This is a fascinating article. It is sobering, and as a parent, makes me incredibly sad. The comments are, as all comments are, mixed. Some make me furious, some are insightful.
To those commenters who blame the students for not learning, I ask you to talk to students. Those students in your class who “don’t care” may actually have serious issues at home, have a learning disability or mental health issues, or a myriad of other issues that interfere with learning. Or, maybe, one too many teachers rolled their eyes at them, and the kids no longer feel valued. I hope my kids never have you for a teacher.
I happen to be a parent of one of these kids. She is intelligent, creative, thoughtful and caring. She started school as an enthusiastic student. She will hopefully graduate this year, but she is a different person after being part of the factory school system that rewarded rote memorization over creative analysis. She has ADHD and works 10 times as hard as other students to maintain interest in topics that are not naturally interesting to her. Do not blame her for not being interested in every subject in school. I bet you weren’t either, and that’s why we – as adults – choose to be attorneys or scientists. We don’t study everything.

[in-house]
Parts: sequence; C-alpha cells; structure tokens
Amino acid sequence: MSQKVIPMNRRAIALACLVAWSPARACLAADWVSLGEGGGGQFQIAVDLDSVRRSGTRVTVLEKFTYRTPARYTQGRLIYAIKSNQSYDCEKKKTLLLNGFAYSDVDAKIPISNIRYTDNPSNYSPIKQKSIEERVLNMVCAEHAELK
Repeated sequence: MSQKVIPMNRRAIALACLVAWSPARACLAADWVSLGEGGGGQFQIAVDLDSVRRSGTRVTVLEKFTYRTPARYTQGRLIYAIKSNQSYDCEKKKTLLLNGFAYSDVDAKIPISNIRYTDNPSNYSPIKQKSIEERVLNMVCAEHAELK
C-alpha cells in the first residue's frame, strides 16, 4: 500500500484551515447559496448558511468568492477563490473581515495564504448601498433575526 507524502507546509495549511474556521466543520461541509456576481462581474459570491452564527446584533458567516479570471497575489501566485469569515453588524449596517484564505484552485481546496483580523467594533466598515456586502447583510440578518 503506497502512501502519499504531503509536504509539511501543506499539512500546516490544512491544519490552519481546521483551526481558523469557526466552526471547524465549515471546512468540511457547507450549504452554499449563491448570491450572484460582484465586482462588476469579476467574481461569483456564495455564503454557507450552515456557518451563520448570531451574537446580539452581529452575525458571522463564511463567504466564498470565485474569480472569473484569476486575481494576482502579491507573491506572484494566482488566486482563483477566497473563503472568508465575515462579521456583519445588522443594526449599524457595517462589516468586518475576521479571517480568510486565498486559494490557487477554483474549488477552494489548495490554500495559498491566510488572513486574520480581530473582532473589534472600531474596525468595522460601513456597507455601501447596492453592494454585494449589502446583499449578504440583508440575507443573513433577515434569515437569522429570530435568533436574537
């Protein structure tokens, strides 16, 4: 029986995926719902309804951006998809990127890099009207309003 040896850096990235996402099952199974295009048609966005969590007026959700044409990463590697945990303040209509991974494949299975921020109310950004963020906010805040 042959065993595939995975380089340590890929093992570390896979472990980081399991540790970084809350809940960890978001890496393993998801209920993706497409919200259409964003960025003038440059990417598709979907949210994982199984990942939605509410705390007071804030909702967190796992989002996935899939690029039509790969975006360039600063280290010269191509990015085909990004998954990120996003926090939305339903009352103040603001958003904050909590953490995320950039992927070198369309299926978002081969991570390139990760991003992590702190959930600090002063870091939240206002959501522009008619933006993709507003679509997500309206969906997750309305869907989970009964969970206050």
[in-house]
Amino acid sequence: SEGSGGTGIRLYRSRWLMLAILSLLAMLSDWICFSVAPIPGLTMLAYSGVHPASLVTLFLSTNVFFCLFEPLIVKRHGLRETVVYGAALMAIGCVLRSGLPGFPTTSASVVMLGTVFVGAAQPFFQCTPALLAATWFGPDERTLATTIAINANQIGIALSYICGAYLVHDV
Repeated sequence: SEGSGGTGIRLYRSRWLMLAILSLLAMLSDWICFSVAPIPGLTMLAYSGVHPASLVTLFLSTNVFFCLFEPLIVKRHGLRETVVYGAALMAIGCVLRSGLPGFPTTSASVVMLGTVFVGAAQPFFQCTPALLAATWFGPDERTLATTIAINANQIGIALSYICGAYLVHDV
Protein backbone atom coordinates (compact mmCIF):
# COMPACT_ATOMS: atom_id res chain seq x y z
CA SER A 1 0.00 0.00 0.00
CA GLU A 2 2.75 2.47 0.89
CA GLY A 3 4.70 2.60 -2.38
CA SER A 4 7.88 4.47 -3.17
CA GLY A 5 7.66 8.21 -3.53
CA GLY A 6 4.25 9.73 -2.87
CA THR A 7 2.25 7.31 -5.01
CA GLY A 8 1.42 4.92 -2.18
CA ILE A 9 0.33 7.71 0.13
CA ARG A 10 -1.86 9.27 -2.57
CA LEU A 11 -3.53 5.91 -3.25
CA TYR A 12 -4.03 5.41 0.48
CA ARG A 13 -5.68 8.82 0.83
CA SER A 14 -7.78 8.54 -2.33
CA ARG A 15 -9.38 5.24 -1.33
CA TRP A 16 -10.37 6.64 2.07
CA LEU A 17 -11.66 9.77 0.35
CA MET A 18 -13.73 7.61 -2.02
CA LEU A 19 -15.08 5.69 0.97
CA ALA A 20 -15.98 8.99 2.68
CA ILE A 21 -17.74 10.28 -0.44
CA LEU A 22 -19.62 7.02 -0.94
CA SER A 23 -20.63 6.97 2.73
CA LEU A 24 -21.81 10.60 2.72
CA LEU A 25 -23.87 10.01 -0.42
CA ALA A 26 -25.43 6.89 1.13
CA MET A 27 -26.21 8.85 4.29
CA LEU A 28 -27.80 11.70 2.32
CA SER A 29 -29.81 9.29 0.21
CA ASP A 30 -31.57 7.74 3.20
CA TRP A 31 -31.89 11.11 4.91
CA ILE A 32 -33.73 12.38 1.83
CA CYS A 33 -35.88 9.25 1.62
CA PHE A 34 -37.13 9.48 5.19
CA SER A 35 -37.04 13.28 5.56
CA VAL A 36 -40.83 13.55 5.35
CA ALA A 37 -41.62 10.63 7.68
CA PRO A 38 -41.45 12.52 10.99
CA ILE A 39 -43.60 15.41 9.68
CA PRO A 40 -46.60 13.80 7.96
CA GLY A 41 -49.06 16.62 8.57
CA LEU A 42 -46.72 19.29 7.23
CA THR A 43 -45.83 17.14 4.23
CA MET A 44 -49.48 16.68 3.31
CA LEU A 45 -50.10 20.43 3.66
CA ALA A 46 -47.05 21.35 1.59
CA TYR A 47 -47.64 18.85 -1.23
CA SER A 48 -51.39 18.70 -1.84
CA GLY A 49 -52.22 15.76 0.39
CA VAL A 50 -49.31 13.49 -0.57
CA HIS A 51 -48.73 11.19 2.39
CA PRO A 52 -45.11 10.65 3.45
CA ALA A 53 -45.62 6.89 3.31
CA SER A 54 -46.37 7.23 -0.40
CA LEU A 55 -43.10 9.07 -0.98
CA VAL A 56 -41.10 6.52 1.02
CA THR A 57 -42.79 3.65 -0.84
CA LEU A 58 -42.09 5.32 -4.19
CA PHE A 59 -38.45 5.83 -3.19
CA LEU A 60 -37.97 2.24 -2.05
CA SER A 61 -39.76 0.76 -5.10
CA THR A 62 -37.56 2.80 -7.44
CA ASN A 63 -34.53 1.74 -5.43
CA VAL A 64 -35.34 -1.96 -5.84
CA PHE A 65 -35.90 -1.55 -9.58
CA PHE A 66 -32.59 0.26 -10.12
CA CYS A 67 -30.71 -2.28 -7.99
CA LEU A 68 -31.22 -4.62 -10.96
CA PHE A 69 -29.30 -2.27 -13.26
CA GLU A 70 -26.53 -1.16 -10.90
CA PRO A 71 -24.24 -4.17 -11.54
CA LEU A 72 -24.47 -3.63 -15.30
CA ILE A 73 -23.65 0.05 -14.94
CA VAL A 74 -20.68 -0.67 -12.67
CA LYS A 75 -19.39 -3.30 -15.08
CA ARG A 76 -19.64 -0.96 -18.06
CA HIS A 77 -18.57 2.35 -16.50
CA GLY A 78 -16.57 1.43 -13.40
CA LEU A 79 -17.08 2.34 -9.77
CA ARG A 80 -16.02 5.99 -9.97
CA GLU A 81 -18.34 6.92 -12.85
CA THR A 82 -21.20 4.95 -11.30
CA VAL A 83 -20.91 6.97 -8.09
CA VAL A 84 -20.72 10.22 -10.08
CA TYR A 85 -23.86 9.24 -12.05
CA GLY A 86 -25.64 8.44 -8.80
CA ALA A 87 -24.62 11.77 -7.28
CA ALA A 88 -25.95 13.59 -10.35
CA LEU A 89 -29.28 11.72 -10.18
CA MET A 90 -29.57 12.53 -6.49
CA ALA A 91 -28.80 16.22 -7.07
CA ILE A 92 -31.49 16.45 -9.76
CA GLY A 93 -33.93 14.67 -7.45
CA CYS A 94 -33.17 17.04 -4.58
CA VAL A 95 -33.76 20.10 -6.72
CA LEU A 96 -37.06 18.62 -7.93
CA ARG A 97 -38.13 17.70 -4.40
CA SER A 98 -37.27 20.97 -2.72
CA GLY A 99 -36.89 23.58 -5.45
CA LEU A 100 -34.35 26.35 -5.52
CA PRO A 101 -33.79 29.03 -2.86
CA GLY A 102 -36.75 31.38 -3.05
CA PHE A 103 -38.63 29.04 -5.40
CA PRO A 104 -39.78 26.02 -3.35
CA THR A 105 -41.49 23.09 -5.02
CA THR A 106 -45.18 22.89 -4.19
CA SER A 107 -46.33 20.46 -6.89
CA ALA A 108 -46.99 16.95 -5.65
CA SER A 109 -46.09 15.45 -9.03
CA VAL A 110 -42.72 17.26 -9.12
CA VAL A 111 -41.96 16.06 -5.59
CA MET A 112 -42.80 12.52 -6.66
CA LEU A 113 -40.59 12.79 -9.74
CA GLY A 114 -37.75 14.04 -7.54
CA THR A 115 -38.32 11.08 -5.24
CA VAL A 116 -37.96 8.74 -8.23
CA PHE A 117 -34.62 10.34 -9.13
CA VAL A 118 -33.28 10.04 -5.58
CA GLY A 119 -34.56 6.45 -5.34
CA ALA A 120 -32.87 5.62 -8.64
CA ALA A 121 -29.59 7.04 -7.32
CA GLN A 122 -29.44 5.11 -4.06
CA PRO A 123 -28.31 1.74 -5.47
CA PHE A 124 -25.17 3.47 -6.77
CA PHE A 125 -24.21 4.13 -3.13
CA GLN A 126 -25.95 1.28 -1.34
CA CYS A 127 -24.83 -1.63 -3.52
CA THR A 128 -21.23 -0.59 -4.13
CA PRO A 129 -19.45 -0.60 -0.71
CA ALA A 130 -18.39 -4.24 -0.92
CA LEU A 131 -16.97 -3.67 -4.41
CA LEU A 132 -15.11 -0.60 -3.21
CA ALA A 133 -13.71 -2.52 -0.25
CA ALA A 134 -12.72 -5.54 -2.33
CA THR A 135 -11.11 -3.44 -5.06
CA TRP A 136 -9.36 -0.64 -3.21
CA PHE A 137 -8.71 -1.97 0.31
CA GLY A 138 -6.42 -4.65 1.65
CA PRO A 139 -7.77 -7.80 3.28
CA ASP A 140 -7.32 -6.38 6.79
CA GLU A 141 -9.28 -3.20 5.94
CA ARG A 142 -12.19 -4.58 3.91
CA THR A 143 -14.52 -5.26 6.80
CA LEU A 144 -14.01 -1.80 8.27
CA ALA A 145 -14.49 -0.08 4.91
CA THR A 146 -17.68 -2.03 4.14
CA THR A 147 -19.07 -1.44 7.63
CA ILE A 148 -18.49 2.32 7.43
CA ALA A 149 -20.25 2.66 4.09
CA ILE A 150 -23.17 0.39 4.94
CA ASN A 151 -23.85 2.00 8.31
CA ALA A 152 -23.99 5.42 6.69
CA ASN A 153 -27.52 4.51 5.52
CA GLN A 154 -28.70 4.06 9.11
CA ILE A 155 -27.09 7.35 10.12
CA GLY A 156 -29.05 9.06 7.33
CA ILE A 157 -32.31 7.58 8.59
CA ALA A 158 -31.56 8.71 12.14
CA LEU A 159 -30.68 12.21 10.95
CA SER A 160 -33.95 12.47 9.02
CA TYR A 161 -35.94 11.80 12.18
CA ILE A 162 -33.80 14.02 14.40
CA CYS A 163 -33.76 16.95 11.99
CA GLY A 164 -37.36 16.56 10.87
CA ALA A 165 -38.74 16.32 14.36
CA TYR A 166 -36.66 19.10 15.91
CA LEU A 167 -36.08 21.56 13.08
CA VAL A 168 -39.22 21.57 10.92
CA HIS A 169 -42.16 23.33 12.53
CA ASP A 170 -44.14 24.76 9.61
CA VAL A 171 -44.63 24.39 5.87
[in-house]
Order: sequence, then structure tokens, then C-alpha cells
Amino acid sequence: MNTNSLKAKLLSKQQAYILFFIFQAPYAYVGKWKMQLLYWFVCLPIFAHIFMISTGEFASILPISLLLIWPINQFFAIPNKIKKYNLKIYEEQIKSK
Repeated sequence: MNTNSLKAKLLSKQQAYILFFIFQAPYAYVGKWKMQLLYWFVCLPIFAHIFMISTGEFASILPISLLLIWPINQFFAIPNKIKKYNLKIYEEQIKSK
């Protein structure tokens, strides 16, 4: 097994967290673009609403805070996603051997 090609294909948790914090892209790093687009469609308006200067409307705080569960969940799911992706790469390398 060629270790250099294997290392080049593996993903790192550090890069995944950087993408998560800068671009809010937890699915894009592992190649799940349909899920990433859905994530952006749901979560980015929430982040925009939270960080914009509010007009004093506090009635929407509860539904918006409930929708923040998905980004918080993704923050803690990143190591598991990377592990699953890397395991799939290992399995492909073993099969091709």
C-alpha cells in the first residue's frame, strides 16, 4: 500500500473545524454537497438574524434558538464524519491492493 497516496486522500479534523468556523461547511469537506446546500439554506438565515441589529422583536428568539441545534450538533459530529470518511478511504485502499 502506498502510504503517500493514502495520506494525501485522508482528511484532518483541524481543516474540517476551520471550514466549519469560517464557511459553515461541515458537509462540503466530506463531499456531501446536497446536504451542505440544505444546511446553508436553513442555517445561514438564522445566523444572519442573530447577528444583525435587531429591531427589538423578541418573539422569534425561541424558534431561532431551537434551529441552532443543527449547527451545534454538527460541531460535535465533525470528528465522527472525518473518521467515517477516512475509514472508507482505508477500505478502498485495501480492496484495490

To those who support lectures, I hope you realize that the world has changed. While some lecture is still valuable, our entire world has shifted to a far more visual place. We access information differently. We process information differently. And that’s ok. It doesn’t all have to be the same as it was 20, 30, 60 years ago in order to be valuable. How dare you say you can teach if you are unwilling to learn new things?
After watching our daughter hammered down by a school system that does not reward her learning style, we purposefully chose a different school for my son. His class periods are long, but he says he never, ever sits for the whole time. He never goes a class period without interacting (verbally or physically) with the teacher and other students. His school builds in daily opportunities for students to move around the building and engage in learning other than classroom. He is given ample time to complete homework in school, and rarely has more than an hour of work at night. This means he can continue with his outside interests, which includes singing, composing/arranging music, piano, and reptiles. His learning at home is as valuable as his learning at school, and school supports this.
Originally posted on Granted, and...:
The following account comes from a veteran HS teacher who just became a Coach in her building. Because her experience is so vivid and sobering I have kept her identity anonymous. But nothing she describes is any different than my own experience in sitting in HS classes for long periods of time. And this report of course accords fully with the results of our student surveys.
I have made a terrible mistake.
I waited fourteen years to do something that I should have done my first year of teaching: shadow a student for a day. It was so eye-opening that I wish I could go back to every class of students I ever had right now and change a minimum of ten things – the layout, the lesson plan, the checks for understanding. Most of it!
This is the first year I am working in a school but not teaching…
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